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Merlin Sheldrake interviewed by Freddie Sayers - The Philosophy of Fungi

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Merlin Sheldrake is a biologist and expert on the mysterious world of fungi, and this podcast comes from when he was promoting his book on the subject, Entangled Life, that grabbed our attention.

There are good reflections here on what individuality means, and also the influence his father's notion of "morphic resonance" had upon him.

My favorite bit is at the 8-minute mark when he starts talking about Ophiocordyceps unilateralis ants:

"Fungi don't have twitchy muscular bodies, the ability to walk, bite, or fly, and so to spread their spores many of them have worked out how to commandeer an animal body and to puppet its behavior to achieve some fungal end. and the end is spreading the fungal spores. and so the carpet ants that you mentioned this is one very well studied example there's a fungus called Ophiocordyceps unilateralis. and this fungus, it grows into ants and it starts to wind its network through their bodies and it produces chemicals which alter its behavior. and the ant's instinct is to stay low in the dark and relative safety of the forest. but when possessed by this fungus it's compelled to climb up. it becomes fascinated with heights. it's a syndrome known as summit disease. and the ant climbs up plant stalks and at a certain height, which is the optimal height for the fungus to fruit, the ant is compelled by the fungus to bite onto the vein of a leaf. and this is known as its death grip. and then the fungus will run through the rest of its body and eventually will sprout a stalk out of its head. and as much as 40 percent of the mass of an infected ant can be fungus. it really becomes a kind of prosthetic organ of this ant's body. and once the stalk's planted out of its head, it can rain down spores on the other ends passing below and thus complete its life cycle. what's interesting about these fungi is that these behaviors, these ant behaviors, are actually not ant behaviors, they're fungal behaviors. they're thought of by researchers in this field as a fungus in ants, so it's really starts to blur the lines of where one creature starts and another one stops."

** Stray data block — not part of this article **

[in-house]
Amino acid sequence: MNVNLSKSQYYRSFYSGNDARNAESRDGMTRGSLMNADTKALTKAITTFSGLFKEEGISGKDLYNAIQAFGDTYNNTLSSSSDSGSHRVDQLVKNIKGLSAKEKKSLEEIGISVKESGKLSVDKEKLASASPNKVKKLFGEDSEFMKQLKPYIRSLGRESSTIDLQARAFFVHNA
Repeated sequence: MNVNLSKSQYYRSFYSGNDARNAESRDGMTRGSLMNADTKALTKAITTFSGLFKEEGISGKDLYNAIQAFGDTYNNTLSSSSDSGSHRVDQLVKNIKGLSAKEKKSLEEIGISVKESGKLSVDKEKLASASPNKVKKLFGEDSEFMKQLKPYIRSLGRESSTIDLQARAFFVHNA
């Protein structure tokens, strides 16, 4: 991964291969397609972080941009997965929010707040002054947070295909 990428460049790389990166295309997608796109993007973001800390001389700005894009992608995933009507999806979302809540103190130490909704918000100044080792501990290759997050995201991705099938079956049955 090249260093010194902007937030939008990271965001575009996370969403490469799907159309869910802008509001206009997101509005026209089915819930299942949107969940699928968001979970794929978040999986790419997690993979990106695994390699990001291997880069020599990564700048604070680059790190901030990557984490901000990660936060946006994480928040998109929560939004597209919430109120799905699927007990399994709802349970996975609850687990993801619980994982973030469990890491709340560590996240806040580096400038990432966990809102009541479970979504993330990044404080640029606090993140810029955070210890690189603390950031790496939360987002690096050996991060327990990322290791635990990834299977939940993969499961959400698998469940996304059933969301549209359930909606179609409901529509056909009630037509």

Coast to coast:


Nature is mind-blowingly fascinating. What billions of years of evolution can do!

Read this you will never think of voices, mind chatter and racism (or biology for that matter...) in the same way ever again

nice, thank you for the reference. I will try to get a copy, cheers

here it is